As air enters from the left, it must be accelerated. The force to do this is supplied by the Coriolis force as air flows from the south to the north near the jet entrance, leading to a force to the east (the right). This air motion results in a convergence to the north and a divergence to the south. As a result, air sinks in the northern 'quadrant', and rises in the southern quadrant, leading to pressure changes at the surface. In the jet exit region, the opposite happens, as air flows from north to south to create the force necessary to decelerate the air as it leave the jet streak. The vertical motion resulting from this leads to rising air in the north quadrant and sinking air in the south, also leading to surface pressure changes. Look at this 300mb map for 12Z, April 6,1997.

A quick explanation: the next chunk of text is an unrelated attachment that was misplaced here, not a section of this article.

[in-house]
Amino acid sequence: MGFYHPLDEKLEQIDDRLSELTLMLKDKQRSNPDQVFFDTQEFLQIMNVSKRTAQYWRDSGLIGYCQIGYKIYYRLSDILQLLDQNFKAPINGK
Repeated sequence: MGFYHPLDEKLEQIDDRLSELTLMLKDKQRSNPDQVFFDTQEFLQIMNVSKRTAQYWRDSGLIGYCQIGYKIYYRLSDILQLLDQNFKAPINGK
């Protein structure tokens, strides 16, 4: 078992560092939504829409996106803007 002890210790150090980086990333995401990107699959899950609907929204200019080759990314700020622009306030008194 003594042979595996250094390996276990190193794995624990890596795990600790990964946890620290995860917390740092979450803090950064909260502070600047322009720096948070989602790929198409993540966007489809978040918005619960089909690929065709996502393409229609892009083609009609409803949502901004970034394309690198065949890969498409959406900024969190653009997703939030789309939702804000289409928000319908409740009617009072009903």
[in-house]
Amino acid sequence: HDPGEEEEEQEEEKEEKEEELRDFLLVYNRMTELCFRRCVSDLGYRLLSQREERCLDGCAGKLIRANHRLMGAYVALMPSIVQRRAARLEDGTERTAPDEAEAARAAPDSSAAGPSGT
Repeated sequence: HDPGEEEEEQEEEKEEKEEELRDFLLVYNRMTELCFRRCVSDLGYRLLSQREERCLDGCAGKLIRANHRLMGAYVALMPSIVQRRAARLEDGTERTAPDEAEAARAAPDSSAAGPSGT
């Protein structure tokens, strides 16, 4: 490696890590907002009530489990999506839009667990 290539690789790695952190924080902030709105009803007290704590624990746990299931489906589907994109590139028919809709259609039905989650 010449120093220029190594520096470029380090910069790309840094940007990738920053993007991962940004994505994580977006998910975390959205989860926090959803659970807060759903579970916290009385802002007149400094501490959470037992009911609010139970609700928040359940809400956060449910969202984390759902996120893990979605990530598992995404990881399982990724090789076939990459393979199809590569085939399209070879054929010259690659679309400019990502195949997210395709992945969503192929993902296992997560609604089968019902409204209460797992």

Notice the jet streak that lies along the southeastern U.S. Now look at the following surface pressure plots.
Notice how pressures have risen below the north entrance region, and fallen below the north exit region. This will intensify cyclones which tend to be located below the north exit quadrant.